Many kinds of plants can be seen growing in some lawns. A lot of them could be called weeds, but this may not be true if a weed is a plant growing where it's not wanted. If you remove them all, the ground would be here, and weeds may be better than nothing.

At this time of the year the crabgrass has gone. The first frost kills it. In its place, two winter annuals, chickweed and henbit, and two perennials, dandelion and wild garlic, have appeared.

Seeds of chickweed and henbit germinate in autumn. The plants grow in late fall and winter, develop seeds from April until early summer, then die. On warm days even in midwinter, the starry white flowers of chickweed and the reddish-purple ones of henbit may be found in full bloom, and in April, when few other things are in bloom, they really stand out.

The dandelion is a pernicious weed with a long, fleshy taproot that will inaugurate new growth if it's not killed; but on the credit side, its roots furnish a useful drug, its leaves are good to eat as greens and its flowers make an acceptable wine.

There's nothing good that can be said about wild garlic. The difficulty is the bulbous base produces myriads of secondary bulbs or bulblets, each one capable of producing new shoots the following year. Pulling the plants by hand will multiply rather than decrease them.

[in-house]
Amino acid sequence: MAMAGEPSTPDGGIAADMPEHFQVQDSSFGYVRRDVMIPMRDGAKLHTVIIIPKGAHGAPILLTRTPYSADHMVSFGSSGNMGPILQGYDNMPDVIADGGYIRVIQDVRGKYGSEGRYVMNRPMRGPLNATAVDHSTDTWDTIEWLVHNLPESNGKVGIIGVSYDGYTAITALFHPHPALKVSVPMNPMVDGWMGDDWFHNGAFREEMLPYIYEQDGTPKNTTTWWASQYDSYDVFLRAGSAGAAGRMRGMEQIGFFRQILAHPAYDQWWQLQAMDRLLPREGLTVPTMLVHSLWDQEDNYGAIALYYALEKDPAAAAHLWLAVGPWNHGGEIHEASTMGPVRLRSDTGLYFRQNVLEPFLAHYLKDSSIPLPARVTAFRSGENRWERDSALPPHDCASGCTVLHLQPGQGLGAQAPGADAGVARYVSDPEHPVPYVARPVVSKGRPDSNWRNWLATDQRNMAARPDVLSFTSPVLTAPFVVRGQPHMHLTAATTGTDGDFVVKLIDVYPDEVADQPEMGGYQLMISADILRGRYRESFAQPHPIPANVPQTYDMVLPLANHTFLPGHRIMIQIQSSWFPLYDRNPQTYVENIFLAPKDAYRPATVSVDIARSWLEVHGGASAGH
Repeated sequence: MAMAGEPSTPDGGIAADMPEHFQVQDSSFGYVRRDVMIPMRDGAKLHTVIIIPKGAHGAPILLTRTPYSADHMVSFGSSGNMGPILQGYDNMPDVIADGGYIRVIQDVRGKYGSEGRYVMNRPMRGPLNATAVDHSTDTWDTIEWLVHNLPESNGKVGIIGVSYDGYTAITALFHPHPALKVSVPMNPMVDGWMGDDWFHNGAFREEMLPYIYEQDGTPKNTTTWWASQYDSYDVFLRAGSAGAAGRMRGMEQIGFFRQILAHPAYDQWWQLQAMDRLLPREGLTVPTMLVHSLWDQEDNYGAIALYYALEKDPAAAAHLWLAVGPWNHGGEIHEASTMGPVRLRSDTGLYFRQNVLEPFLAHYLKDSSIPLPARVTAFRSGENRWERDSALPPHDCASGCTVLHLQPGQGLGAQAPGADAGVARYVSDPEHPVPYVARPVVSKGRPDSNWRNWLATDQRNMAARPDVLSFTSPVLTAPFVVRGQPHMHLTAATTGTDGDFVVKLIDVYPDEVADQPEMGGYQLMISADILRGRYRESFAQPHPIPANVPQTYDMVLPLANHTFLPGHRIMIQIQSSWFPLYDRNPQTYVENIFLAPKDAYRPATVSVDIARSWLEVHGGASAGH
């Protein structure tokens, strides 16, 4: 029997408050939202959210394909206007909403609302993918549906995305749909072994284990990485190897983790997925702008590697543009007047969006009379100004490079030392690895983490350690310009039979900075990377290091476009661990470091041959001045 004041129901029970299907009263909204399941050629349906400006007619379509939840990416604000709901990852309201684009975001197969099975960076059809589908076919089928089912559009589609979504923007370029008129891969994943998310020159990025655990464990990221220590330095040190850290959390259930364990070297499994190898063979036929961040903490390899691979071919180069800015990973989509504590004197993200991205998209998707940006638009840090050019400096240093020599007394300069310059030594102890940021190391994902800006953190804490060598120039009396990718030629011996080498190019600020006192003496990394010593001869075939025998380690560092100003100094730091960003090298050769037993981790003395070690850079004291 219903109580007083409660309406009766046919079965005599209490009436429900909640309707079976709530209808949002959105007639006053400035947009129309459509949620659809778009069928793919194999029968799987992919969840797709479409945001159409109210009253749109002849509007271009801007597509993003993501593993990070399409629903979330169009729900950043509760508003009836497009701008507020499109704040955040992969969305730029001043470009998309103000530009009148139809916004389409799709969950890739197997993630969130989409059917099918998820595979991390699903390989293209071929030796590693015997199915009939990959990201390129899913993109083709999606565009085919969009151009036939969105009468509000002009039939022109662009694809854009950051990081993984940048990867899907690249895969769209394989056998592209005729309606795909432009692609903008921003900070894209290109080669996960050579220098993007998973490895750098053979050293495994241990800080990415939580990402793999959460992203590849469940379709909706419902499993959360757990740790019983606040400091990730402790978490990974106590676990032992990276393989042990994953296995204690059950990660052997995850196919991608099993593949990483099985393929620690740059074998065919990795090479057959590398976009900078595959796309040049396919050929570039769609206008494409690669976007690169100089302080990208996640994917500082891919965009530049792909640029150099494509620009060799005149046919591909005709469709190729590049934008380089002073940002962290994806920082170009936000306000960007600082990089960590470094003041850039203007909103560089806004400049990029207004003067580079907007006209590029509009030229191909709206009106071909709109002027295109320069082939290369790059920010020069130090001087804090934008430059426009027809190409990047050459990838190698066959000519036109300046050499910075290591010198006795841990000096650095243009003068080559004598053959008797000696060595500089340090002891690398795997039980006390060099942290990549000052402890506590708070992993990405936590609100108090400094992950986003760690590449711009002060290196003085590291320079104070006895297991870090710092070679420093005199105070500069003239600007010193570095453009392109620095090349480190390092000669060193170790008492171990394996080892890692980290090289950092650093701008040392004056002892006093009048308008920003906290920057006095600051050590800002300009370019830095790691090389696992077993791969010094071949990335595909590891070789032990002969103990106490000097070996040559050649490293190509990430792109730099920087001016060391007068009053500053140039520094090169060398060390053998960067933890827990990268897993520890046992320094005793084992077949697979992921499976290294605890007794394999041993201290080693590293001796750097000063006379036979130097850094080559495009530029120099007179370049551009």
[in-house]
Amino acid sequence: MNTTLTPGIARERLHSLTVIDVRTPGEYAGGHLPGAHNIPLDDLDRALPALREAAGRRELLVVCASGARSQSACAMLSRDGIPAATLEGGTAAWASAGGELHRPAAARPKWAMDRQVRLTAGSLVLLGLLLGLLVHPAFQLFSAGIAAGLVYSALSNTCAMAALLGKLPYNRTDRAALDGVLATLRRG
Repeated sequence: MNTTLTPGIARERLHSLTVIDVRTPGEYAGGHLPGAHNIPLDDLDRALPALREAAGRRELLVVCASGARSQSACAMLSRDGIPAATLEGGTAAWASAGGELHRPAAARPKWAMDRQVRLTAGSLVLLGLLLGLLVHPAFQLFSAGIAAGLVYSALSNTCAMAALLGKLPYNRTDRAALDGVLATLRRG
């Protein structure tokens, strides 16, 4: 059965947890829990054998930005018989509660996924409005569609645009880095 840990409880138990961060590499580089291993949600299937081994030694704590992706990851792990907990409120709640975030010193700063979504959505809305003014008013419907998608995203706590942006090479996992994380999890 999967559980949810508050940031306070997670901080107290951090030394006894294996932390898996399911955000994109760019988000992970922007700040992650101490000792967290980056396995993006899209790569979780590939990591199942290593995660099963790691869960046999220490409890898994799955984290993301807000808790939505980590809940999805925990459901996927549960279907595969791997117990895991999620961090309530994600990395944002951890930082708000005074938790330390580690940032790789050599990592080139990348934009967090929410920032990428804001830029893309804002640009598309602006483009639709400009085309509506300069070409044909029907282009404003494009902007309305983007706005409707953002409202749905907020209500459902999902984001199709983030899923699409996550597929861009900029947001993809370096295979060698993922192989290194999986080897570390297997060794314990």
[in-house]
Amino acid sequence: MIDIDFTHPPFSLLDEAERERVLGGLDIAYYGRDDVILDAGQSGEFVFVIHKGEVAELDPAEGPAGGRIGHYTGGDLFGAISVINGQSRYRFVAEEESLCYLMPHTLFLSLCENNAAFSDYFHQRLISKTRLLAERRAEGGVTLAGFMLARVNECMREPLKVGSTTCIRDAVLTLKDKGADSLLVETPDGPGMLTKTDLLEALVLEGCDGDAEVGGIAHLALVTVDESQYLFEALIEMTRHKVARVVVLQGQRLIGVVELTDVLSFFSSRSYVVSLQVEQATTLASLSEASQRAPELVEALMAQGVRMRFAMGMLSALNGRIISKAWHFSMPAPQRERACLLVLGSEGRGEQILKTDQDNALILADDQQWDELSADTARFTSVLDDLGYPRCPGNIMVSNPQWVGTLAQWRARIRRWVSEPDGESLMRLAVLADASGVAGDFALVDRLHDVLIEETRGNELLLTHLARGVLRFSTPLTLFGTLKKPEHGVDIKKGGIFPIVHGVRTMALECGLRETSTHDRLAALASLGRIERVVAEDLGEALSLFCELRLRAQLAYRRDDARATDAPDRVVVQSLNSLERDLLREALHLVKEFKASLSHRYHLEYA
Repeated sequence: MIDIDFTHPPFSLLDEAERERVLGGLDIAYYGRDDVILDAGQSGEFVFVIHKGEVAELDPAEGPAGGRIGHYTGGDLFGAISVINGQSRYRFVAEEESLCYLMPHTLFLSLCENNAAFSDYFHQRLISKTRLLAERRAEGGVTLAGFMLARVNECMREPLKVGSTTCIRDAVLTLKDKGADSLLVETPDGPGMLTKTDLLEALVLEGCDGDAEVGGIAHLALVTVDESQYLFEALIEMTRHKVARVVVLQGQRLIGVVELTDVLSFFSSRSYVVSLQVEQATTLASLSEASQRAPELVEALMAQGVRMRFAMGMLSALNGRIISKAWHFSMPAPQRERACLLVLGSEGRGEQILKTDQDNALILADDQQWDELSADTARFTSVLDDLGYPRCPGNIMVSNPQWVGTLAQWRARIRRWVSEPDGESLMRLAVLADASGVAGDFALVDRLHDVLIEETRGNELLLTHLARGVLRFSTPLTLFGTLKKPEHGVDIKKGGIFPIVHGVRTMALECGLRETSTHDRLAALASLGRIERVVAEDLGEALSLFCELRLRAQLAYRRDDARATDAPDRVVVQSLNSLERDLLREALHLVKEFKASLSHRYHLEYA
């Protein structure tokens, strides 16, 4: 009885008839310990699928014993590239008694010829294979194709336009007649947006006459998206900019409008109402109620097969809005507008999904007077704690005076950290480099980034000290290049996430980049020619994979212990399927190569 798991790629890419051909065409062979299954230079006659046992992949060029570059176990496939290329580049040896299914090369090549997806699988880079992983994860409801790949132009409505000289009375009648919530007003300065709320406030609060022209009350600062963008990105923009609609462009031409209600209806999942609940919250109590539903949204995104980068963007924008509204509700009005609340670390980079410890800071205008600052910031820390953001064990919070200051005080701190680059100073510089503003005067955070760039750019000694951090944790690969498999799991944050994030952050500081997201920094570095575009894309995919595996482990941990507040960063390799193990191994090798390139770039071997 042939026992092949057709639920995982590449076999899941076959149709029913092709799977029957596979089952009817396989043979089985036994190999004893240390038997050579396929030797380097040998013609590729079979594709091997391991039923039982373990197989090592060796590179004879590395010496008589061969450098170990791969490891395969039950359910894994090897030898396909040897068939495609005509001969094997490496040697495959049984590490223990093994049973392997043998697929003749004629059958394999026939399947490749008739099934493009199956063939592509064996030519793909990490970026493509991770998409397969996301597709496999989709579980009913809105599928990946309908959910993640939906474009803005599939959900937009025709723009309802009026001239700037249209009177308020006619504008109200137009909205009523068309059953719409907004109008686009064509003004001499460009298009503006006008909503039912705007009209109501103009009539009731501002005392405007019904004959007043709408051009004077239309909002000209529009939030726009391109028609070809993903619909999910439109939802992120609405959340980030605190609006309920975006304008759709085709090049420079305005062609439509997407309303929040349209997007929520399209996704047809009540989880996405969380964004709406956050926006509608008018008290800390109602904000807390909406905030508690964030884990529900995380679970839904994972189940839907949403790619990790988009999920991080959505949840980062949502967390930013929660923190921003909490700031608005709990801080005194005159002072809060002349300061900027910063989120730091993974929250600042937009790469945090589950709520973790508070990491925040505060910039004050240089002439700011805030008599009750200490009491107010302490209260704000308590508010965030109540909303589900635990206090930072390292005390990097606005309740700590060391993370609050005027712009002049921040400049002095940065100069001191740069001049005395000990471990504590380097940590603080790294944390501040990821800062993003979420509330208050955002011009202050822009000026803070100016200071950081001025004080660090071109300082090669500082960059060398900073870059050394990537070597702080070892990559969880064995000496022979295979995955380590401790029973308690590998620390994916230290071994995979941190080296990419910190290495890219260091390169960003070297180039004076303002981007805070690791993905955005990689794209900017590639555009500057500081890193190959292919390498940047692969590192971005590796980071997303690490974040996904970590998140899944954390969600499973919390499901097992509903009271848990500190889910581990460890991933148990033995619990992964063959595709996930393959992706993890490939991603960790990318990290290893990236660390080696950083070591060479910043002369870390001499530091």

With a fairly good lawn, these so-called weeds should be removed. They compete with the grass for water, light and mineral elements. Although most will survive in poor soils, they take more than their share of nitrogen and other available nutrients.

A measure of control can be achieved with chickweed and henbit by using the lawnmover. But that would be much more trouble than spraying to kill them.

Either Dicamba or Silvex is effective against chickweed, henbit and dandelion, according to Virginia Tech specialists. November is one of the best times to apply it.

The sprays will elimate these weeds without harming grass, but keep them away from broadleaf plants such as azaleas. Directions on the label should be read carefully and followed closely.

While Dicamba does no harm to grass, it can be hazardous in areas where tree roots are growing.

Wild garlic looks a lot like the cultivated onion. The big problem with getting rid of it is in the bulbs underground. Pulling or digging it out is certain to leave most of them behind.

Treating the foliage in the fall for three or four years usually results in the death of these weeds. The top, which produces the food for the plant, is destroyed by the spray, and eventually the bulbs starve to death. Dicamba is the best material to use.

When using these weed-killing chemicals, instead of treating the entire lawn, spray only the places where the young weeds are.

If fertilizers containing broadleaf weed-killers such as 2, 4-D, Silvex or Dicamba are used, they should be applied with extreme caution. Keep in mind that the roots of established trees and shrubs extend far beyond the drip line of their branches. Additional caution should be exercised when applications are made on sloping areas, because the chemicals can be washed downhill by heavy rains.